Recent incidents underscore just how hot and dry it has been leading up to this year's dryland wheat harvest, exacerbating the risk of field and rangeland fires.

Share story

SALEM, Ore. — Wheat harvest is off to a blazing start in Eastern Oregon — literally.

Emery Gentry, who farms about 500 acres of wheat near the small town of Weston, was taken by surprise when he got the phone call July 12 that one of the fields he leases had somehow caught fire.

“I was working with my harvest partners in the Hermiston area when I got the call,” Gentry said. “There was nothing I could do.”

Flames devoured roughly 50 acres of standing wheat and burned right up to nearby homes, prompting evacuation orders for some residents until firefighters could contain the blaze.

One day later, fire broke out again up the Walla Walla River in Cash Hollow, southeast of Milton-Freewater, torching several hundred acres of dry grass and wheat. The Substation Fire burning east of The Dalles in Wasco and Sherman counties has also grown to more than 29,000 acres as of Wednesday morning and is threatening homes and farms, prompting mandatory evacuations.

The incidents underscore just how hot and dry it has been leading up to this year’s dryland wheat harvest, exacerbating the risk of field and rangeland fires.

Average high temperatures so far in July have reached 90 degrees in Pendleton and Yakima, Wash., and 95 degrees in Hermiston, according to the National Weather Service. A red flag warning indicating heightened fire danger was also in effect through Wednesday evening from Pendleton west to The Dalles and as far south as Bend.

Gentry said he is not certain how the fire started in his unharvested wheat. Casey Kump, deputy state fire marshal based in La Grande, said the fire started in a corner of the property that includes a shop and barn, and appears to be accidental.

When he first heard the news, Gentry immediately called his father, who went out in a water truck and was soon joined by neighbors bringing additional trucks and disc plows to dig firebreaks.

“We have a truck with water on it all the time. People always have tractors hooked up to discs,” Gentry said. “My friends and neighbors dropped what they were doing and immediately came to the rescue. I’m really grateful for that.”

As a beginning farmer, Gentry said it hurts to lose 10 percent of his crop. He needs every acre he can get, but he knows the situation could have been much worse.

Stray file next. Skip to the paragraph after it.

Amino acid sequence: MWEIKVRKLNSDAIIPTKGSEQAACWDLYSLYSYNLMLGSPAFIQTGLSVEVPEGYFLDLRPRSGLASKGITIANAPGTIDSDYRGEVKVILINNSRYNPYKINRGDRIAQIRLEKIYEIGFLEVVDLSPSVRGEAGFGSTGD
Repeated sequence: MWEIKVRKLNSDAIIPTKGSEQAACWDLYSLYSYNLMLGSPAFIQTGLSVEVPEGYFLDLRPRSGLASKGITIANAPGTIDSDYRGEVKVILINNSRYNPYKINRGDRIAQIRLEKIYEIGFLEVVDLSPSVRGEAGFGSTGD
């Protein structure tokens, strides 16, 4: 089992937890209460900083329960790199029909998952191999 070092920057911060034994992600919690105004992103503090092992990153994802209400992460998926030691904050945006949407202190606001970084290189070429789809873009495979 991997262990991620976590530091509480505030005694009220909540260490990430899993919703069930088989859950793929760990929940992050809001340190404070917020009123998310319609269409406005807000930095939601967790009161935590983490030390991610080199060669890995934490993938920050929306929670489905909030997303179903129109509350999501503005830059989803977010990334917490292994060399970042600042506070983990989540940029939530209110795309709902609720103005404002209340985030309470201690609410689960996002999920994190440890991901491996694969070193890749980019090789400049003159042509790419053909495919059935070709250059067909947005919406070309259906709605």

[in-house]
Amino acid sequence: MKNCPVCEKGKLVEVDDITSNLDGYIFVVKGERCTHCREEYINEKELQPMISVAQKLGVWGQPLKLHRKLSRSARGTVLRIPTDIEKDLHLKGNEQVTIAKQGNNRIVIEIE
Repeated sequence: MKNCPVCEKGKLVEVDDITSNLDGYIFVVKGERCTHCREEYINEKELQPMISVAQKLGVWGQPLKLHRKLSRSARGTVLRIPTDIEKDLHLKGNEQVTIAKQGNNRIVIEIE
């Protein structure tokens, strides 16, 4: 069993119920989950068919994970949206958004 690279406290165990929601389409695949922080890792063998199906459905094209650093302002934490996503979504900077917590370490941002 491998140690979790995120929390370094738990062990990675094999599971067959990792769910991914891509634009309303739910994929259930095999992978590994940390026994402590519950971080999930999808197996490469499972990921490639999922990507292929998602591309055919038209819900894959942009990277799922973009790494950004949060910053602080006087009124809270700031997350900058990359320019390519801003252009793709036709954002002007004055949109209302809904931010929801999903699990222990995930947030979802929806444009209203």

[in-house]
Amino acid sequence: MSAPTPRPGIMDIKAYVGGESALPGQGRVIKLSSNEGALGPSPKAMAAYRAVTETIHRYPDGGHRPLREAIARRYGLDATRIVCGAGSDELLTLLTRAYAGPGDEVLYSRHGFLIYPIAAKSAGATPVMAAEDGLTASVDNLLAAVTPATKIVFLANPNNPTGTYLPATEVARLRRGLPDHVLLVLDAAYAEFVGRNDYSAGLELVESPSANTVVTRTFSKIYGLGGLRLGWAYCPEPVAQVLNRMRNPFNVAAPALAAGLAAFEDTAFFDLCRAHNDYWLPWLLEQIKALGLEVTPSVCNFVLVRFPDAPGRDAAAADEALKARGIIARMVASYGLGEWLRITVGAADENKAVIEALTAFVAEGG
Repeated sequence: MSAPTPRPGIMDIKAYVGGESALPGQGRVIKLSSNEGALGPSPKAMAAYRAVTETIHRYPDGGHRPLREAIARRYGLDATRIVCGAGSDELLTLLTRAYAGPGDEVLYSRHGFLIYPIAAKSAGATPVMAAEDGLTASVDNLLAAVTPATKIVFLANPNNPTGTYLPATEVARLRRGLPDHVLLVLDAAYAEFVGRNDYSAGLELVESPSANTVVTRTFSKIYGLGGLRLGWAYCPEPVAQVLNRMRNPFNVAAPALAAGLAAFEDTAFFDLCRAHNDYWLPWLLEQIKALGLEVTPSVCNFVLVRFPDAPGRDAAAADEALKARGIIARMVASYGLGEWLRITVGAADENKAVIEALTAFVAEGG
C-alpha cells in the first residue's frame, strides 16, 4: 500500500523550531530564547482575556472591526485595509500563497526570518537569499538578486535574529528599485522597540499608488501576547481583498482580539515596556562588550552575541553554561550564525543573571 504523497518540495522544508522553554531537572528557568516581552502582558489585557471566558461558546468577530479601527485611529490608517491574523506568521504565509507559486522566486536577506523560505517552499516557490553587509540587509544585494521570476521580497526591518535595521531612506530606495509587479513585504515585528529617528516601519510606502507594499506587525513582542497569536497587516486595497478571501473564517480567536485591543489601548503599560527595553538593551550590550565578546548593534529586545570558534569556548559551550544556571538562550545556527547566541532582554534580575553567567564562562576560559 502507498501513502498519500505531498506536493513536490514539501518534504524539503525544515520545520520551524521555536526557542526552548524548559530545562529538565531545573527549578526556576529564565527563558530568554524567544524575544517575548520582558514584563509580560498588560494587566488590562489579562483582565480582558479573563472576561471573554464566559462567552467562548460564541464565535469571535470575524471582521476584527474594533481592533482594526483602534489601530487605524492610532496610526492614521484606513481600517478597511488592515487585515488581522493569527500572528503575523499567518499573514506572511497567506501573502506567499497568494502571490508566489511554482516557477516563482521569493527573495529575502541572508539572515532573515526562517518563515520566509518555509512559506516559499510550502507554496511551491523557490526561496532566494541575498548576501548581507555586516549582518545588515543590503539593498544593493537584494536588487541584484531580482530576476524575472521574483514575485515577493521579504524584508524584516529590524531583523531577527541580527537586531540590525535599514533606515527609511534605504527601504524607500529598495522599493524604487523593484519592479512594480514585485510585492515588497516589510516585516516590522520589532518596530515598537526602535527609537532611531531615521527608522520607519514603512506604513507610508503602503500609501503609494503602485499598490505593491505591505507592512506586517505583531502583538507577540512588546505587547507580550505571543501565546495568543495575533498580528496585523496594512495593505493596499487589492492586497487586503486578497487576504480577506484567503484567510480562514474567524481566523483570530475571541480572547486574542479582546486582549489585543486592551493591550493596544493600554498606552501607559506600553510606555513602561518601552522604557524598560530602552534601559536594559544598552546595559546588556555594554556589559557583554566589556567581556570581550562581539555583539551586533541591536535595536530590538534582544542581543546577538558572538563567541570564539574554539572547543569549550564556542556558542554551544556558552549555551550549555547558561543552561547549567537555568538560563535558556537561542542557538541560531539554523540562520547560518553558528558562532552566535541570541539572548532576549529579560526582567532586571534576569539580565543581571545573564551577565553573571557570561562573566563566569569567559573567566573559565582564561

Gentry said it has been at least a month since the area received any significant rain, and farmers need to be on their toes for fires, keeping ignition sources and idling engines away from dry grass and stubble.

“The biggest thing obviously is just common sense,” he said.

Gentry expects to begin harvest by next week. Harvesting is already underway at lower elevations farther south and west, where forecasts seem to be a mixed bag.

Don Wysocki, extension soil scientist for Oregon State University in Pendleton, said most of the lower elevations in Morrow and Gilliam counties were short on rainfall during May and June, and he expects they may cut around 10-15 bushels of wheat per acre below average.

“The fall stands were good, and the crop looked pretty good all through winter and early spring,” Wysocki said. “But (precipitation) didn’t happen in May.”

To make matters more difficult, Wysocki said conditions for spraying grassy herbicides in spring were less than ideal, causing problems with cheatgrass and other weeds in some fields.

Conditions appear to be better at higher elevations in northern Umatilla County. Preston Winn, who grows 147 acres of wheat near Weston, said they received timely rains throughout the spring, and expects an average crop around 100 bushels per acre.

Interestingly enough, Winn said the early moisture had him prepared to spray for fungal diseases like stripe rust, though it never showed up in his fields.

“The growing conditions have been really quite good,” Winn said. “That always portends a good harvest.”


Information from: Capital Press,